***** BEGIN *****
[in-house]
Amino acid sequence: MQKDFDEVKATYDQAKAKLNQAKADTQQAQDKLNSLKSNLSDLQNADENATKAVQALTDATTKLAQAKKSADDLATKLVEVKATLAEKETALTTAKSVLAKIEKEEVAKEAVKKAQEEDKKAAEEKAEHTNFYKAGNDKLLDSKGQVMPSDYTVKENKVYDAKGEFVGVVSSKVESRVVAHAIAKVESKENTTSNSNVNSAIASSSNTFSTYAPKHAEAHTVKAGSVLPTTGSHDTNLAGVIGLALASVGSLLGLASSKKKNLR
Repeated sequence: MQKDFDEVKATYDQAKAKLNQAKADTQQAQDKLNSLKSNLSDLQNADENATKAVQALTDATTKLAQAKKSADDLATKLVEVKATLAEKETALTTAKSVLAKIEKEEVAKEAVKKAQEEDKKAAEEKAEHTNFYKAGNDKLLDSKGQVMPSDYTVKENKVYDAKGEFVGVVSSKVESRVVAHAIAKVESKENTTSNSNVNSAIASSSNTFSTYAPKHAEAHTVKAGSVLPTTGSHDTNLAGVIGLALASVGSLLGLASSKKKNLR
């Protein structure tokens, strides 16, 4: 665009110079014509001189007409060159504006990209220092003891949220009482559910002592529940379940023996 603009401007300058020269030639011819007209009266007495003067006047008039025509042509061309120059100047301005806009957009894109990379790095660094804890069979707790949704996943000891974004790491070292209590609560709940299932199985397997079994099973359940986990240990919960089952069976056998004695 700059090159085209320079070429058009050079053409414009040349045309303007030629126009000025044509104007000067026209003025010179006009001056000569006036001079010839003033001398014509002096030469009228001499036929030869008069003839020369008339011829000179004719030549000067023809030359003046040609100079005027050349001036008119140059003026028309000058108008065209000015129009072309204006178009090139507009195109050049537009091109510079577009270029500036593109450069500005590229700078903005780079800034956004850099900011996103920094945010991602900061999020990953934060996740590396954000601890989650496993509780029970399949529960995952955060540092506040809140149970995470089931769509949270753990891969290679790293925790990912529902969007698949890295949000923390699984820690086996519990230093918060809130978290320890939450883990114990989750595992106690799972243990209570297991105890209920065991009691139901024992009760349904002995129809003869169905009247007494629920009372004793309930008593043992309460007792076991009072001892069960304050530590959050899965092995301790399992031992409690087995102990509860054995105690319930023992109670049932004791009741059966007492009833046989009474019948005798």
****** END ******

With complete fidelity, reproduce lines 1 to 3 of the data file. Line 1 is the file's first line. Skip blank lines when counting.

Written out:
[in-house]
Amino acid sequence: MQKDFDEVKATYDQAKAKLNQAKADTQQAQDKLNSLKSNLSDLQNADENATKAVQALTDATTKLAQAKKSADDLATKLVEVKATLAEKETALTTAKSVLAKIEKEEVAKEAVKKAQEEDKKAAEEKAEHTNFYKAGNDKLLDSKGQVMPSDYTVKENKVYDAKGEFVGVVSSKVESRVVAHAIAKVESKENTTSNSNVNSAIASSSNTFSTYAPKHAEAHTVKAGSVLPTTGSHDTNLAGVIGLALASVGSLLGLASSKKKNLR
Repeated sequence: MQKDFDEVKATYDQAKAKLNQAKADTQQAQDKLNSLKSNLSDLQNADENATKAVQALTDATTKLAQAKKSADDLATKLVEVKATLAEKETALTTAKSVLAKIEKEEVAKEAVKKAQEEDKKAAEEKAEHTNFYKAGNDKLLDSKGQVMPSDYTVKENKVYDAKGEFVGVVSSKVESRVVAHAIAKVESKENTTSNSNVNSAIASSSNTFSTYAPKHAEAHTVKAGSVLPTTGSHDTNLAGVIGLALASVGSLLGLASSKKKNLR